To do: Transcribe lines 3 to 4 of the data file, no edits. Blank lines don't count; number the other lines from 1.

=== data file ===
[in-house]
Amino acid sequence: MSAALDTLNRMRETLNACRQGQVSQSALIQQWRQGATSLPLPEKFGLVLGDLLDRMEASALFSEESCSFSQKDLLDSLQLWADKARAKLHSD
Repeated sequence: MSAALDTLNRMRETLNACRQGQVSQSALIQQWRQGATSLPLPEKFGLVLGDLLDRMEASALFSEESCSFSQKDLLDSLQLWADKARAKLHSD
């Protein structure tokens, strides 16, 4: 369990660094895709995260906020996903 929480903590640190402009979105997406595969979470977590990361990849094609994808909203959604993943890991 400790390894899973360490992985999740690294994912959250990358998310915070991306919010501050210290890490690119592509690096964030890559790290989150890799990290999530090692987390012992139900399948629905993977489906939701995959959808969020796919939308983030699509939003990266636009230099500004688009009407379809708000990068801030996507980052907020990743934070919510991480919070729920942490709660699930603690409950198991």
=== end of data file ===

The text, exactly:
Repeated sequence: MSAALDTLNRMRETLNACRQGQVSQSALIQQWRQGATSLPLPEKFGLVLGDLLDRMEASALFSEESCSFSQKDLLDSLQLWADKARAKLHSD
């Protein structure tokens, strides 16, 4: 369990660094895709995260906020996903 929480903590640190402009979105997406595969979470977590990361990849094609994808909203959604993943890991 400790390894899973360490992985999740690294994912959250990358998310915070991306919010501050210290890490690119592509690096964030890559790290989150890799990290999530090692987390012992139900399948629905993977489906939701995959959808969020796919939308983030699509939003990266636009230099500004688009009407379809708000990068801030996507980052907020990743934070919510991480919070729920942490709660699930603690409950198991």